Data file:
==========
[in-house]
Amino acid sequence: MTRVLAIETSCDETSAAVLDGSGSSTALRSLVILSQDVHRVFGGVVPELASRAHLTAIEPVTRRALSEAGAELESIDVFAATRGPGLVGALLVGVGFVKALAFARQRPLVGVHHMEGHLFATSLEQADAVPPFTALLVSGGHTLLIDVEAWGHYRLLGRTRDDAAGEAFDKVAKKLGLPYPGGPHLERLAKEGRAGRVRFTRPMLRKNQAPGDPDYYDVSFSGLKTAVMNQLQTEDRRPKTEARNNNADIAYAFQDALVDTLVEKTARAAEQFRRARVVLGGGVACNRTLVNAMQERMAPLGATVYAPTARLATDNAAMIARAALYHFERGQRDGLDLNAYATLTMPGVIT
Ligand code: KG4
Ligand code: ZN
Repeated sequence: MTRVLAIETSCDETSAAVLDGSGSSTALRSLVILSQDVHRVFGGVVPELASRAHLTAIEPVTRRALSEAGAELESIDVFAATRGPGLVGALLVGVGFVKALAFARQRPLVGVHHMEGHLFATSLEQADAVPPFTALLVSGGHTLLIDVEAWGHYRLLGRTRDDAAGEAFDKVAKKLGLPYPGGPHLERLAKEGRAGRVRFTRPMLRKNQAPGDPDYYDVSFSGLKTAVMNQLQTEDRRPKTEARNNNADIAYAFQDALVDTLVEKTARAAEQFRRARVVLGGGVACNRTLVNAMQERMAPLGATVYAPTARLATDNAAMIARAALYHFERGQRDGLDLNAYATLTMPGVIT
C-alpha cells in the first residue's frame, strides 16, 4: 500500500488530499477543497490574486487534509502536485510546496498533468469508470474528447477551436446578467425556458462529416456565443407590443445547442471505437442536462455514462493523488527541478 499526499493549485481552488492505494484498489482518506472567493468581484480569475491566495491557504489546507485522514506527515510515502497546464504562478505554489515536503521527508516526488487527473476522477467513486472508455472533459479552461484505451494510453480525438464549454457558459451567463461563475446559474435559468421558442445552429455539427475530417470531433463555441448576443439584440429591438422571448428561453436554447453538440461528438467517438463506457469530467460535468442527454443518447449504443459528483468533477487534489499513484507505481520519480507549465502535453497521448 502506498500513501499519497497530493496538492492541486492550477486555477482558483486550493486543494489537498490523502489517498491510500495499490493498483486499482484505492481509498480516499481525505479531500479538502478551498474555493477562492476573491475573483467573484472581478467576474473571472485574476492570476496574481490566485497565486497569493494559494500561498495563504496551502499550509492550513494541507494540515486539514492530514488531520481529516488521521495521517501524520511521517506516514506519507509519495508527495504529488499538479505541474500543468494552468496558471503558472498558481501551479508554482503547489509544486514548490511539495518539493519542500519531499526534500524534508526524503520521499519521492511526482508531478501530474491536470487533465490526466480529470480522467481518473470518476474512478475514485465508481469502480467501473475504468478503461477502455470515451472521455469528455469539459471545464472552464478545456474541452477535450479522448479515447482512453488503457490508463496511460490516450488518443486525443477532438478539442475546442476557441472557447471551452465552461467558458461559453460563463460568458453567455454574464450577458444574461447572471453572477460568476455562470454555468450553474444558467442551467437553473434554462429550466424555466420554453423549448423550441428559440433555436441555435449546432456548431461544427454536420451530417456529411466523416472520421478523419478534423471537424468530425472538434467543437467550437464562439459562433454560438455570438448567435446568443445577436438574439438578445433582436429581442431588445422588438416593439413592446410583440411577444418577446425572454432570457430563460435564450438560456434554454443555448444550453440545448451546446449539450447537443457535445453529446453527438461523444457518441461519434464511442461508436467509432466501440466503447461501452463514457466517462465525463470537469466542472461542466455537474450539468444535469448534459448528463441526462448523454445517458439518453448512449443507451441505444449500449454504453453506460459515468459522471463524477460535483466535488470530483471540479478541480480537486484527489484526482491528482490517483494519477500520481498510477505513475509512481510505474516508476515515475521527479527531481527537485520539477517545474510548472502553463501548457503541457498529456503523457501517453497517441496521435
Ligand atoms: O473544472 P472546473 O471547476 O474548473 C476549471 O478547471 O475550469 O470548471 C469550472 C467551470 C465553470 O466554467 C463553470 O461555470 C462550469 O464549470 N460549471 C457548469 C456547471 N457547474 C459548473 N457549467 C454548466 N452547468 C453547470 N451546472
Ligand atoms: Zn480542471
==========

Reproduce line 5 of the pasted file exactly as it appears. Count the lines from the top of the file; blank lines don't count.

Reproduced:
Repeated sequence: MTRVLAIETSCDETSAAVLDGSGSSTALRSLVILSQDVHRVFGGVVPELASRAHLTAIEPVTRRALSEAGAELESIDVFAATRGPGLVGALLVGVGFVKALAFARQRPLVGVHHMEGHLFATSLEQADAVPPFTALLVSGGHTLLIDVEAWGHYRLLGRTRDDAAGEAFDKVAKKLGLPYPGGPHLERLAKEGRAGRVRFTRPMLRKNQAPGDPDYYDVSFSGLKTAVMNQLQTEDRRPKTEARNNNADIAYAFQDALVDTLVEKTARAAEQFRRARVVLGGGVACNRTLVNAMQERMAPLGATVYAPTARLATDNAAMIARAALYHFERGQRDGLDLNAYATLTMPGVIT